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Review: Yedidiah’s Collection-Haosef Shel Yedidiah (2005)

Directed by: Noam Demsky, Mordi Kershner | 18 minutes |

On August 17, 2005, the Israeli army began the forced eviction of a number of Jewish settlements in the Palestinian Gaza Strip. As part of the Israeli government’s “withdrawal policy”, footage was shown on television for a few days of soldiers forcing families to leave their homes and settlements. The images on display were often sad and full of angry, screaming adults and crying children. This image is the same that shows “Yedidiah’s Collection”.

The starts in February 2005, six months before the eviction. Yedidiah is a sweet and cheerful little boy who is always busy with friends and has a very special hobby: he collects remains of (kassam) missiles, bullets from machine guns and rifles and all kinds of other found “ objects”; all to remind him of the difficult times he and his went through in Morag. He is very proud of his collection and proudly claims that it is the largest anyone in his hometown will ever have.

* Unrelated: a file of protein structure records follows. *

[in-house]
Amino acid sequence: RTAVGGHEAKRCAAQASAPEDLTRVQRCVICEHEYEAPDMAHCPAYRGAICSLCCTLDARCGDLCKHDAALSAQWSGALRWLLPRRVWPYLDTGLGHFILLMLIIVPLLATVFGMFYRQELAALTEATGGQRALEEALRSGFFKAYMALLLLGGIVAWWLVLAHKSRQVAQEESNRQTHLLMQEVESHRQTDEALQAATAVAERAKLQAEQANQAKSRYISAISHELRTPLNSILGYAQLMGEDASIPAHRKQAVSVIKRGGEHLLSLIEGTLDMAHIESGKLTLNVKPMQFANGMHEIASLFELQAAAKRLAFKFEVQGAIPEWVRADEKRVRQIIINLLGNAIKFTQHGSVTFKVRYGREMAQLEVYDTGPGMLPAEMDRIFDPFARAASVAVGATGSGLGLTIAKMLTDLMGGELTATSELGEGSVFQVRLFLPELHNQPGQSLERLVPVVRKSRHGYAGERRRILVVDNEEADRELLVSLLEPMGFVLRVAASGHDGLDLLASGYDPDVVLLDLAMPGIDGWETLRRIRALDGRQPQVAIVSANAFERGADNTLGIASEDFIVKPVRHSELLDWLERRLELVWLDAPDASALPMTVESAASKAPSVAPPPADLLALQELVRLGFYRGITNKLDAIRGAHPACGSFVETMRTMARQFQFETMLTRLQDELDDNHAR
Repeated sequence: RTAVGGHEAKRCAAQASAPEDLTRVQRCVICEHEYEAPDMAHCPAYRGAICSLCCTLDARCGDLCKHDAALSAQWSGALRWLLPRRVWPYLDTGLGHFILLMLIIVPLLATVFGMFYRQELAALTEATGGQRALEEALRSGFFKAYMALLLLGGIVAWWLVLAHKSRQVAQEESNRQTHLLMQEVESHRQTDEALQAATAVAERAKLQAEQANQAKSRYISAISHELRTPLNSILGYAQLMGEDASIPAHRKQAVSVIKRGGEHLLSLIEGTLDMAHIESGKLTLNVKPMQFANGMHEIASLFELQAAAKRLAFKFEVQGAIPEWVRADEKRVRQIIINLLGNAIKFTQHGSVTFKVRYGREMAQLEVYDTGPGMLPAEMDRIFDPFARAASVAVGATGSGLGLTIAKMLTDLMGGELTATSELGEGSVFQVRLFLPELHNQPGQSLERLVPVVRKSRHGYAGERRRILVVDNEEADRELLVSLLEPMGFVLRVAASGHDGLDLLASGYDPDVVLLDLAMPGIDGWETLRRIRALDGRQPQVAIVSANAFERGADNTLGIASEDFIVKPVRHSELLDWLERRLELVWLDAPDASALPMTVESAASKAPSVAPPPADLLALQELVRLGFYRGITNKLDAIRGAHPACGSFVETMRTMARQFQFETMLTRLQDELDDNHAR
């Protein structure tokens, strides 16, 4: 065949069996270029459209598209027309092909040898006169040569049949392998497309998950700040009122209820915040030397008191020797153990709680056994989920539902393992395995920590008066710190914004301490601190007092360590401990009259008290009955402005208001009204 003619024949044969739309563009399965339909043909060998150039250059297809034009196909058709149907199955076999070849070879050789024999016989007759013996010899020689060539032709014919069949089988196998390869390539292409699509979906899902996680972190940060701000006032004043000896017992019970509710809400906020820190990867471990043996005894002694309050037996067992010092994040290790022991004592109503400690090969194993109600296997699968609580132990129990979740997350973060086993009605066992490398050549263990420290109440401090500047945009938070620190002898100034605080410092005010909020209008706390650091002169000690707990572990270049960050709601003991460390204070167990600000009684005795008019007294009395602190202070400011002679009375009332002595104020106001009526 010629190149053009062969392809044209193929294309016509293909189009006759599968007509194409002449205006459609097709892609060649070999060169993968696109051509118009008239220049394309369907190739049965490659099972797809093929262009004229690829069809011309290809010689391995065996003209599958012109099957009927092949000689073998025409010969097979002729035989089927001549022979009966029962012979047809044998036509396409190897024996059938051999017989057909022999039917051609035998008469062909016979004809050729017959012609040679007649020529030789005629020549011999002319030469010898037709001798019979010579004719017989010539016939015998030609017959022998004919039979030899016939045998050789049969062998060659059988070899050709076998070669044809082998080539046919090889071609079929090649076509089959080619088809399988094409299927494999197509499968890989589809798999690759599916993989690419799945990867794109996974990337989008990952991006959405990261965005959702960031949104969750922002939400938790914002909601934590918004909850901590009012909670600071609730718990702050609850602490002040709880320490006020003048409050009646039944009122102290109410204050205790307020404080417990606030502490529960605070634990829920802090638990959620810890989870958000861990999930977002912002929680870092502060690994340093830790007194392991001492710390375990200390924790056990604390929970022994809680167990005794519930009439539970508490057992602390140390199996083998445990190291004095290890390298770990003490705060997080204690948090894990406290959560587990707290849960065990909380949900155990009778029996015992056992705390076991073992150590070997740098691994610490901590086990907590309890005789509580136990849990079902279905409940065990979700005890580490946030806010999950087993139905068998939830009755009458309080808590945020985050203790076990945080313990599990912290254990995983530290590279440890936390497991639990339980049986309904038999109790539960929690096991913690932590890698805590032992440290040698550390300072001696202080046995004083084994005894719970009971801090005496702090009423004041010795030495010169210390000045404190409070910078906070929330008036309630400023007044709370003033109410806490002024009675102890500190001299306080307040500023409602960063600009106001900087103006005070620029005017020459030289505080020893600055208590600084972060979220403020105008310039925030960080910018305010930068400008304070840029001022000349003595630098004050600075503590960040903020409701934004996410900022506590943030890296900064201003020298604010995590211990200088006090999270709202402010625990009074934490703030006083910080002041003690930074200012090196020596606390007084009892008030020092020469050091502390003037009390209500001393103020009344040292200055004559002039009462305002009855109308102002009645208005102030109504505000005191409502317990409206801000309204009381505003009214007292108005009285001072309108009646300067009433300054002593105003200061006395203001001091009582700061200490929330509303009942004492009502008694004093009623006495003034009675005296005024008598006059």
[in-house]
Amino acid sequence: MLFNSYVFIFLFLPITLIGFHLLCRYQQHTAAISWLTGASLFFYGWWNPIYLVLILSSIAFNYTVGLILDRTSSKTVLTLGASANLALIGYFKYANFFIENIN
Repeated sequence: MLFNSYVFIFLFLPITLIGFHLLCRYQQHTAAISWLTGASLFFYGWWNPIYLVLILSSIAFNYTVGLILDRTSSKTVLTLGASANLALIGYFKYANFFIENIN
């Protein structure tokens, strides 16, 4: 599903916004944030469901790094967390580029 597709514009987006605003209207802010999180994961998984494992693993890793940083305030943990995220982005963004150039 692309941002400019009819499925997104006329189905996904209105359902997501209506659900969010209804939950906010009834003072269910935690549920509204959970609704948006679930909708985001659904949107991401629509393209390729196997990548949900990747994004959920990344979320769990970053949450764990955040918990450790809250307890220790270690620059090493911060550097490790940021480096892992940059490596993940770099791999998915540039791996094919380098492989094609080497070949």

Yedidiah talks a lot about the possible eviction, but, like his and many friends in the settlement, hopes that it will not go ahead. Yedidiah is especially afraid because he does not know where he will end up after his family has to leave the hometown. Six months later, the day arrives that all settlers hoped they would never have to experience. This situation creates many sad and moving moments and Yedidiah cannot always keep his emotions under control. Eventually, Yedidiah and his family are evicted from the house and set off for an as yet unknown destination.

Despite the fact that “Yedidiah’s Collection” is a very short documentary, as a viewer you quickly feel a sense of Yedidiah and the situation in which he finds himself. As an outsider it seems very unfair that he has to experience such an unpleasant situation as a young child. It is nice to see that Yedidiah’s character comes out so well in these short eighteen minutes and that he is a very cheerful and positive little boy until the last moment. This moving is very rewarding and captures the fears and dreams of a small child. Highly recommended.

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